Overcoming the Challenges of Specialized Heart Valve Manufacturing 

 

A medical device manufacturer wanted to produce a specialized heart valve made with bovine tissue. The valve would offer two key advantages to patients with vascular disease: unlike mechanical valves, tissue valves do not require blood thinners, and they can be inserted into a patient via transcatheter, eliminating the need for open heart surgery. 

 

THE CHALLENGES

The valve is very small, about the size of a quarter, and has difficult geometry. IMPACT’s engineers created a prototype with a steel rule die (SRD) on an acrylic base that was able to successfully cut the tissue. SRD dies are made with multiple pieces—and this application required 10 total blade segments. Adjusting one spot affected all other dimensions. While the prototype delivered an impressive 70 percent success rate, the tolerances were difficult to keep consistent and the die’s lifespan was short due to corrosion from contact with the biomaterial over time. IMPACT looked for ways to improve.

 

SOLUTION

Undaunted by the challenge, IMPACT’s engineers developed another die with a different approach. An Eagle die is a one-piece machined part, which holds tighter tolerances and has a significantly longer lifespan than the SRD prototype. It was the right solution for the job.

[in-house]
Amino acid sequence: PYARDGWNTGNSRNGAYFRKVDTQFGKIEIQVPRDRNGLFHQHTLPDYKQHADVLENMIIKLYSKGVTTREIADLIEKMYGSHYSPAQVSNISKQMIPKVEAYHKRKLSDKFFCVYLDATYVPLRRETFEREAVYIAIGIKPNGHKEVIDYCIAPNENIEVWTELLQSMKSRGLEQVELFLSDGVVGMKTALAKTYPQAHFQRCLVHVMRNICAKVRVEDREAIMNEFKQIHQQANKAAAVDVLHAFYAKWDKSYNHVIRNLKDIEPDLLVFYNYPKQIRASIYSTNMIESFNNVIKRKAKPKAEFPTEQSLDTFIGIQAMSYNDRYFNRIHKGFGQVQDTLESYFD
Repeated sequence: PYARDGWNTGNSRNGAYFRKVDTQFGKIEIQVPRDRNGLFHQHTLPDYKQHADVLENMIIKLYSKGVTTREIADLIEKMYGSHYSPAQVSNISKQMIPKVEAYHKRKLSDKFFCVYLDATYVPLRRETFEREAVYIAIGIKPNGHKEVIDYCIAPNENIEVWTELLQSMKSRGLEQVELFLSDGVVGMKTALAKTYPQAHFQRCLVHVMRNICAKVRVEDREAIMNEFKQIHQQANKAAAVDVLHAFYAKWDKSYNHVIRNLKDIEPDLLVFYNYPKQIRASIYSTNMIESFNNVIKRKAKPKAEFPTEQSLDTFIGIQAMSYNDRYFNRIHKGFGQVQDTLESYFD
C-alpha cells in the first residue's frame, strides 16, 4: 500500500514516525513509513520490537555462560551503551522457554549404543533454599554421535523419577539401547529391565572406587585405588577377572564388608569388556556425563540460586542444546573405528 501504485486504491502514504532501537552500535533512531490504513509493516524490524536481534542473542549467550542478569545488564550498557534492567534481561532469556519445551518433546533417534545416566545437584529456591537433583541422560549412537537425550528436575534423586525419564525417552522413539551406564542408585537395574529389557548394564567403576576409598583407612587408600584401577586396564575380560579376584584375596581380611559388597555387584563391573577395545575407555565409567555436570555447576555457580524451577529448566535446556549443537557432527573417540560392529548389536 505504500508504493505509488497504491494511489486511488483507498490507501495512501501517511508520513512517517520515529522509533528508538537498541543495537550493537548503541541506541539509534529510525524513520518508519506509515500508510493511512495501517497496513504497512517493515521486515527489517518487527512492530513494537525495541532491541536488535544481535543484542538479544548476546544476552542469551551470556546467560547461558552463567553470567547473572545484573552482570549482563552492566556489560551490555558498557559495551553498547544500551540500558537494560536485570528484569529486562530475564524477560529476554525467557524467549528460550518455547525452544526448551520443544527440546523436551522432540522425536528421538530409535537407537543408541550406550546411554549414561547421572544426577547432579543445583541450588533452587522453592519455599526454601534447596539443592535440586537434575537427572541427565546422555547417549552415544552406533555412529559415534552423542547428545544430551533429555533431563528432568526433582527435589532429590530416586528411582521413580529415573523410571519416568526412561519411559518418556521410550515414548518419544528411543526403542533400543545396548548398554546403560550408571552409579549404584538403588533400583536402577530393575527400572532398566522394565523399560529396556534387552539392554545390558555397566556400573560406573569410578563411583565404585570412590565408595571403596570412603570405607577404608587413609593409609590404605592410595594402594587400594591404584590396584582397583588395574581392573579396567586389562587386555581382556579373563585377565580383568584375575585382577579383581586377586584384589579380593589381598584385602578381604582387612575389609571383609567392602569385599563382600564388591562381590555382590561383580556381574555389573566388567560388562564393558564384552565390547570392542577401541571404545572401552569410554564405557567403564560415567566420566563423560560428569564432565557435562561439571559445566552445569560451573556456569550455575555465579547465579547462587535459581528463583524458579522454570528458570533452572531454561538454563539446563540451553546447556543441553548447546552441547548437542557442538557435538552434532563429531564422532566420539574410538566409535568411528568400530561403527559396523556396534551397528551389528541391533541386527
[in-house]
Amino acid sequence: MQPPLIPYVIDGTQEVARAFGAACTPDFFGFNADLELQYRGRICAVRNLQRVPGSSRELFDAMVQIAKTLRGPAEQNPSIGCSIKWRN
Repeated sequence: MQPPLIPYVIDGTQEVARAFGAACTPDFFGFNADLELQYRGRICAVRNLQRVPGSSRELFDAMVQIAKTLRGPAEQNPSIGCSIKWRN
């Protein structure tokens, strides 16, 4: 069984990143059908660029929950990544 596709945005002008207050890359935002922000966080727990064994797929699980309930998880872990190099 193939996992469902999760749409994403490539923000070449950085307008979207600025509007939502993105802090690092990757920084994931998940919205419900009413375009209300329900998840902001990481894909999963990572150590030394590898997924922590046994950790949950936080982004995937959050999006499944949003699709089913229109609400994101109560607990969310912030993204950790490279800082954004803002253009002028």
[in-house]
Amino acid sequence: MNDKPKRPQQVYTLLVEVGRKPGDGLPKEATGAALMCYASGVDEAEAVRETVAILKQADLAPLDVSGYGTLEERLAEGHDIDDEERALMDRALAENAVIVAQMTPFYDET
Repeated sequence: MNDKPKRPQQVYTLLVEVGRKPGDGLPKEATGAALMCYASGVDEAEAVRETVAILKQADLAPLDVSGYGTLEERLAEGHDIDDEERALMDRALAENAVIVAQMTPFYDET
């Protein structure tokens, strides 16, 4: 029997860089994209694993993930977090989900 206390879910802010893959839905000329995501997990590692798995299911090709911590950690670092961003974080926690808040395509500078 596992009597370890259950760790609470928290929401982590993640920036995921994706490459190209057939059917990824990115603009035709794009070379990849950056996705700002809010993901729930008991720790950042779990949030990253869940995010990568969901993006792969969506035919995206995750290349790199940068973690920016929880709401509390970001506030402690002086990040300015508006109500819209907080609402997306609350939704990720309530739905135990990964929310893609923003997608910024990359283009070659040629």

RESULTS

The Eagle die has a 100 percent success rate, with 100 percent of parts produced within tolerance. The medical device manufacturer had its solution and the valve earned FDA approval. Thanks to this product, patients can have replacement heart valves inserted through the leg—a transcatheter procedure where a balloon-like device opened the artery and inserted the new valve—instead of open-heart surgery.

 

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